Making Teams WorkThe ScienceBy Duncan Austin on Mon, 19 June 2023
Following on from my previous post about the team performance initiative I've had the privilege to dive into here at Teamwork.com, I'd like to touch briefly on some of the science that has gone into it.
This broadly fell into three fields - individual performance, collective intelligence, and neuroscience.
Engagement seems to be the main driver of personal performance. In this context, engagement involves energy, enthusiasm, and focused effort (Grundam & Saks, 2011). Gallup and APD GLOBAL RESEARCH have well-validated scales to measure engagement that predict future performance. In both scales, the item that most predicts high performance is that the person gets to use their strengths at some point every day. They get to do something they love every day. Something that gives them energy.
Neuroscience explains where that energy comes from. Dopamine is the neurochemical of motivation. It keeps us on the right path and pushes us to get better at it. When we're doing something we love and have done well, we get a dopamine spike. Dopamine is the precursor molecule to adrenalin. Adrenaline = energy.
Another key neurochemical involved in flow-state is acetylcholine, which is a main ingredient in focus, and also works with adrenaline. When we focus, as in a flow state, it marks the neurons being used for strengthening and connecting later on. This means we learn faster.
Dopamine also strengthens neurons and makes new connections. When we get the dopamine spike from achieving something worthwhile, dopamine reinforces the neural structures that led to that achievement in reverse order. This is how we get better at achieving, and how we learn. Conversely, constantly pointing out faults is basically sending the message "no" and we're not wired to reinforce mistakes. Constant criticism kills learning.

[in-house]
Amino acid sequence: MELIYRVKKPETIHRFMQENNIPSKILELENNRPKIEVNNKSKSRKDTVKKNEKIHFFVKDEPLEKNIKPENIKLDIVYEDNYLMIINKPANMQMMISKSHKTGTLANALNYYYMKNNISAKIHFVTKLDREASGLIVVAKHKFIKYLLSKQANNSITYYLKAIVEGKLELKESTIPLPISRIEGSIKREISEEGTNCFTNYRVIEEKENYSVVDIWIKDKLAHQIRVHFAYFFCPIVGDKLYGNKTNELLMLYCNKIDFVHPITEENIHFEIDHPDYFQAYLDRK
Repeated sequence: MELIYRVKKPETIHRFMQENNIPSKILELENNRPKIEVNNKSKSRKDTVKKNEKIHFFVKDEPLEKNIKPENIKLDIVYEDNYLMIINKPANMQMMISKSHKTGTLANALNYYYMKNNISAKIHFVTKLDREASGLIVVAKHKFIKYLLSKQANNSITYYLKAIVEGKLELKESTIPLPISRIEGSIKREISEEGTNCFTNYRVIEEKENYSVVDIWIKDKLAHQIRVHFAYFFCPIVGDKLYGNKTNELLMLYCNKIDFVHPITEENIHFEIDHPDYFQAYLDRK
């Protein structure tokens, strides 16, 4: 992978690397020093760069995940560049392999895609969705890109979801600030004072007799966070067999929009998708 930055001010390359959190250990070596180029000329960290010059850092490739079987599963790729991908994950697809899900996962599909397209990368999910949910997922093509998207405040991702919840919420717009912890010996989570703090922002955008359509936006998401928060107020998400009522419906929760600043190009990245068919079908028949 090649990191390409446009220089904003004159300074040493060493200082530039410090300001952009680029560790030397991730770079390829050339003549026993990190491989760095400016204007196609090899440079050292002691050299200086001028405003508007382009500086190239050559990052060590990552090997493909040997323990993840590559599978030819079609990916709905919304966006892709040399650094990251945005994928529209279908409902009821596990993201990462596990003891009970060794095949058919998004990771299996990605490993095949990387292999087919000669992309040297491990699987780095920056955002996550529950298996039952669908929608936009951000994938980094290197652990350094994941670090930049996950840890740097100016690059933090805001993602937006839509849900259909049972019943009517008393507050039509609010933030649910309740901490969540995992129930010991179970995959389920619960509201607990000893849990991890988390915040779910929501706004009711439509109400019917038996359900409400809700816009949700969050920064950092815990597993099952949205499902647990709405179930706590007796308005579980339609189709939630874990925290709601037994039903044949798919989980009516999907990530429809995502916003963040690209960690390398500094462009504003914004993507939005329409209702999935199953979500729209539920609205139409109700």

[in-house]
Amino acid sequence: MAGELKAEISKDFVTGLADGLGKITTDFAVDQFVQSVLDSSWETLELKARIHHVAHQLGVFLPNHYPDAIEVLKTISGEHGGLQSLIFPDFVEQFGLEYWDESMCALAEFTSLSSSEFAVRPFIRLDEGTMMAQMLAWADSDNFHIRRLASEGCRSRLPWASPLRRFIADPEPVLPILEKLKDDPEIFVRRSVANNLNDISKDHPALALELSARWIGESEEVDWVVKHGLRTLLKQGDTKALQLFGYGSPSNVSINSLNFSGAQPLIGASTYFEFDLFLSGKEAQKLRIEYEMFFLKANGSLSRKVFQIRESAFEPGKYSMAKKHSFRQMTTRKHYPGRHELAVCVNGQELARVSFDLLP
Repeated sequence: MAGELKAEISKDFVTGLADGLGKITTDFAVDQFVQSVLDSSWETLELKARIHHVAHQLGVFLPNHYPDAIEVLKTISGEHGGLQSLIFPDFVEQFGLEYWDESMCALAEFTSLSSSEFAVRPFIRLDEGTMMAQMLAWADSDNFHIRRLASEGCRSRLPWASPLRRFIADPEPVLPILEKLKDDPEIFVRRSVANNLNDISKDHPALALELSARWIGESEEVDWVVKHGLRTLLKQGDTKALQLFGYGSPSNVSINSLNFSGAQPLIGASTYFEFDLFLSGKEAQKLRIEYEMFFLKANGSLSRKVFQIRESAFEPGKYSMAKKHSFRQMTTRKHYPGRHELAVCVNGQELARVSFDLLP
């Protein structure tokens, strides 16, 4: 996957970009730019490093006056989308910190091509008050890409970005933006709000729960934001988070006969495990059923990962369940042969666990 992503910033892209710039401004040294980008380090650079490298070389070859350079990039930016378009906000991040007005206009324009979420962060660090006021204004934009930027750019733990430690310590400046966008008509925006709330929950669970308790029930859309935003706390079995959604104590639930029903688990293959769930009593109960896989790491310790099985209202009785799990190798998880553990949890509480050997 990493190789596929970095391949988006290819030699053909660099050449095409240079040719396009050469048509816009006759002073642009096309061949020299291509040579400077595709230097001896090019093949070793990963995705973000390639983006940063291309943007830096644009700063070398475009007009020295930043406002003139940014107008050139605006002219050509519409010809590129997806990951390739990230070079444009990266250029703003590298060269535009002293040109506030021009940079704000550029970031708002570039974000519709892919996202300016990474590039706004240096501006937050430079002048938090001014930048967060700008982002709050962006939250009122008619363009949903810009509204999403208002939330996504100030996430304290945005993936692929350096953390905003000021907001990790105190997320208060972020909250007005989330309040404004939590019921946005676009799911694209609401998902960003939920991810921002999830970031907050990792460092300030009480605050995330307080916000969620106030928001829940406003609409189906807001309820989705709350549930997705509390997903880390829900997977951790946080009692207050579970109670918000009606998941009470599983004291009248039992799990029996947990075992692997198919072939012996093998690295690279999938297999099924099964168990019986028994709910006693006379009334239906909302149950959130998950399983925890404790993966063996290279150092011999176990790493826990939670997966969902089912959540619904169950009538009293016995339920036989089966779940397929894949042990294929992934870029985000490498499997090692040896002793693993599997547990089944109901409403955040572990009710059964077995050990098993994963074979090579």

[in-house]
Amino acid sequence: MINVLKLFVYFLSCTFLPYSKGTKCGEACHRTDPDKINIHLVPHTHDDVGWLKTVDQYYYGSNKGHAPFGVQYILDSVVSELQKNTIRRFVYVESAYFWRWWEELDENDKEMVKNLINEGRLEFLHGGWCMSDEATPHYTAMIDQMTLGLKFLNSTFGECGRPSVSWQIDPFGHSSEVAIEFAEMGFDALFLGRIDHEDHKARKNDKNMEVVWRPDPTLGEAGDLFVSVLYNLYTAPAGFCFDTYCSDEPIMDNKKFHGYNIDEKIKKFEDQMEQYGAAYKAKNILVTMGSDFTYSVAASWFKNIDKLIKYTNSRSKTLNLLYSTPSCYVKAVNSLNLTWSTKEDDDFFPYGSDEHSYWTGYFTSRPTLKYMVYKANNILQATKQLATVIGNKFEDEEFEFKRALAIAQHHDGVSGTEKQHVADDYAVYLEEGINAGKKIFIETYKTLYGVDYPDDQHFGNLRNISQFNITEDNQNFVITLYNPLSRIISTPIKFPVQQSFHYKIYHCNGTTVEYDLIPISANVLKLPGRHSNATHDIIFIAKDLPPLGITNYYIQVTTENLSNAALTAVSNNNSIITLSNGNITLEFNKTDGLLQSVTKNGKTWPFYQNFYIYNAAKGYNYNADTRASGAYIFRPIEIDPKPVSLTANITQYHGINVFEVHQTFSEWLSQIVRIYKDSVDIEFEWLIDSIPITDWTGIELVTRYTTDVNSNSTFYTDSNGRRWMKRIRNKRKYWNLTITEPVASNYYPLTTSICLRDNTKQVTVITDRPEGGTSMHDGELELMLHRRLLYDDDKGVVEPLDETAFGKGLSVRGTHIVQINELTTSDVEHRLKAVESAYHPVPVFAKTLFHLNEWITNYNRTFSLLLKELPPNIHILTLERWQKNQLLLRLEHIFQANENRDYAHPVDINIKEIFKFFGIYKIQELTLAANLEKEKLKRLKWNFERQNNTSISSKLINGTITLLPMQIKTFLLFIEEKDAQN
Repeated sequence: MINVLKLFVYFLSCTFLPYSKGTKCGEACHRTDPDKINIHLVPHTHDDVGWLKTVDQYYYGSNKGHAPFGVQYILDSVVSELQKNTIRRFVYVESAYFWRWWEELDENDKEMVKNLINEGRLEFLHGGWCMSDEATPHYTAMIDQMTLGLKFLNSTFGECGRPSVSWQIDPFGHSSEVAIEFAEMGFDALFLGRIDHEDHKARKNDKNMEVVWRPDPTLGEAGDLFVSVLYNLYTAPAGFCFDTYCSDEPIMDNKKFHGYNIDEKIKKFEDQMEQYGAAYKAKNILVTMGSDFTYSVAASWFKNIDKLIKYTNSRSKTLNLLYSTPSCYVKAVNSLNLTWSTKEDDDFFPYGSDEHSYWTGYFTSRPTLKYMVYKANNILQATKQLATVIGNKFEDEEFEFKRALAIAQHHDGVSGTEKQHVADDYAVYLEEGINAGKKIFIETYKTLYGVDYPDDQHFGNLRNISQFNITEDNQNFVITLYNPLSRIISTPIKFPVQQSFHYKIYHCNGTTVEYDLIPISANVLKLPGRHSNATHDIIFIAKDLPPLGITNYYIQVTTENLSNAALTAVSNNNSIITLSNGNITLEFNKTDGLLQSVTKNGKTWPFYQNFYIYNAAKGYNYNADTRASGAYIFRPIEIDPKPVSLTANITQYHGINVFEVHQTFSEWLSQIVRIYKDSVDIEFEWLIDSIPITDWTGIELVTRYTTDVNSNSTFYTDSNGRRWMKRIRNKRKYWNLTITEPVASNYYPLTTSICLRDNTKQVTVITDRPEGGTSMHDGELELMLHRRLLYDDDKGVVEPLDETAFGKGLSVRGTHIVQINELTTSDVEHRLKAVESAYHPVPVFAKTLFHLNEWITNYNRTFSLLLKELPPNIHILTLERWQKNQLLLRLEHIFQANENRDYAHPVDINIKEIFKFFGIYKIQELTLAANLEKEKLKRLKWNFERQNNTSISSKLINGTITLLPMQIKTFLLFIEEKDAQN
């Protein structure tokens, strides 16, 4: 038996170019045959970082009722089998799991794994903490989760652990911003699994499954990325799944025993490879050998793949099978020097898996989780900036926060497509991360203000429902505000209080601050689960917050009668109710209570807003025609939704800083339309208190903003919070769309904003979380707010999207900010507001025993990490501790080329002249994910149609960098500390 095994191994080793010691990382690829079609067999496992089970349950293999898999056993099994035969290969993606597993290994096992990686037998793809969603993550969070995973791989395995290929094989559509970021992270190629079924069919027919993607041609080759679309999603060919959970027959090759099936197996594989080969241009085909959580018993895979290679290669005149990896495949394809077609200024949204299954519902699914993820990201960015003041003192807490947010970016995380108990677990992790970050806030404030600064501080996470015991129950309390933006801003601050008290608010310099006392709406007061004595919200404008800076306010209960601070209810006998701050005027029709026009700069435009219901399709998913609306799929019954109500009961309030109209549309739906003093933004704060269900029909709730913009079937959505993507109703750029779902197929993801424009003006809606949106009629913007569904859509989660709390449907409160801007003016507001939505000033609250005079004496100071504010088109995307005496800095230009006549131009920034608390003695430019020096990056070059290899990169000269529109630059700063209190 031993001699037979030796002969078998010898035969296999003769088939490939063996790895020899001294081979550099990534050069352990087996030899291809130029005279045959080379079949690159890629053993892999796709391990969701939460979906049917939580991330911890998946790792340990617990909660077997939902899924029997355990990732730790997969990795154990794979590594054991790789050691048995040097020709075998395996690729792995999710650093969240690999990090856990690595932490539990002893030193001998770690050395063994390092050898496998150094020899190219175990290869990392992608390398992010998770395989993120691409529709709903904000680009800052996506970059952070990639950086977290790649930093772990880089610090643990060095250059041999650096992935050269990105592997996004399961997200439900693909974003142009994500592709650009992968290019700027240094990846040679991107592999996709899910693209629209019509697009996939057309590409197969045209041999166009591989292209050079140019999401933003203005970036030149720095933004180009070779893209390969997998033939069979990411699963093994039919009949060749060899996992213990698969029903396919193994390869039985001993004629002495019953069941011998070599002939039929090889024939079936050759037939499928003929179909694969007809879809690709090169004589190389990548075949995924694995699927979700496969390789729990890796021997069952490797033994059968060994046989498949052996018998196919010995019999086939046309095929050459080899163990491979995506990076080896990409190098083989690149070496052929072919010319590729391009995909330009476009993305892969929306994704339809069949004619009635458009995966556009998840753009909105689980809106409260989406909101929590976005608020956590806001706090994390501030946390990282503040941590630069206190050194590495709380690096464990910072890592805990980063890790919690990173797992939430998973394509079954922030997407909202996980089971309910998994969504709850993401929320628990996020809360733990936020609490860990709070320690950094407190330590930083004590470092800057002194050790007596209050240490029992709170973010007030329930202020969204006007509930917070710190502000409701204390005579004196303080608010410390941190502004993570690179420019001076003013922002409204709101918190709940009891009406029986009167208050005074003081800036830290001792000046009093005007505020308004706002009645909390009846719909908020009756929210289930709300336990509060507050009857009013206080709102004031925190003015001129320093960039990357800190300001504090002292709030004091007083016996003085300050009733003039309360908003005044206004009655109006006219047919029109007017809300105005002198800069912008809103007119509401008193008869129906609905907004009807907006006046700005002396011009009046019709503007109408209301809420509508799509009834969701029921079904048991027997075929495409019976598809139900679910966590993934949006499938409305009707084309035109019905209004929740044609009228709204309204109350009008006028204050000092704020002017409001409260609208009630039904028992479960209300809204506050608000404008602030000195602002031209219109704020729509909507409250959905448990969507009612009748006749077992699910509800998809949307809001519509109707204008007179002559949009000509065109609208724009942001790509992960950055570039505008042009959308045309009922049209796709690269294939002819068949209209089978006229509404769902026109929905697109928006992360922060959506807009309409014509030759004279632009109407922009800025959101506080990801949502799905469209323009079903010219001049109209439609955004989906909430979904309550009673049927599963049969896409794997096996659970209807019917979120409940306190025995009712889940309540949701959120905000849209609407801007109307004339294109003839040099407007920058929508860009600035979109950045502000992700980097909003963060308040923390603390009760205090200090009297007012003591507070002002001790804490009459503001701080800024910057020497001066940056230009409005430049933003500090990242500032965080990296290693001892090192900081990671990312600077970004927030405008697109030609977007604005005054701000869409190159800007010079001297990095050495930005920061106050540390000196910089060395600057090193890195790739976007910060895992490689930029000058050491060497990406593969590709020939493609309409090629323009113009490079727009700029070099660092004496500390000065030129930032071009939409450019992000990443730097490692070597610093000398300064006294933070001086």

This is why the people at the top of their fields manage to get into the flow at some point in each day.
There are some simple things we have done to facilitate this. We have 1 to 1s every week and in the 1 to 1s I ask the team member about tasks that they did in the last week where they felt energised. Be specific.
Then, instead of micromanaging, I give people the freedom to pick up tasks themselves. Give them a good degree of autonomy for how they do them. By letting them manage their workload, they are more likely to get into the flow.
What I'm asking them to do is to find the unique shape of their maximum impact. A side-effect we've discovered is that people feel a compulsion to achieve and have a maximum impact. This has been particularly noticeable with newcomers to the team, some of whom have expressed their surprise at how strong this effect has been, kind of like "What's happening to me?".
Next: Collective Intelligence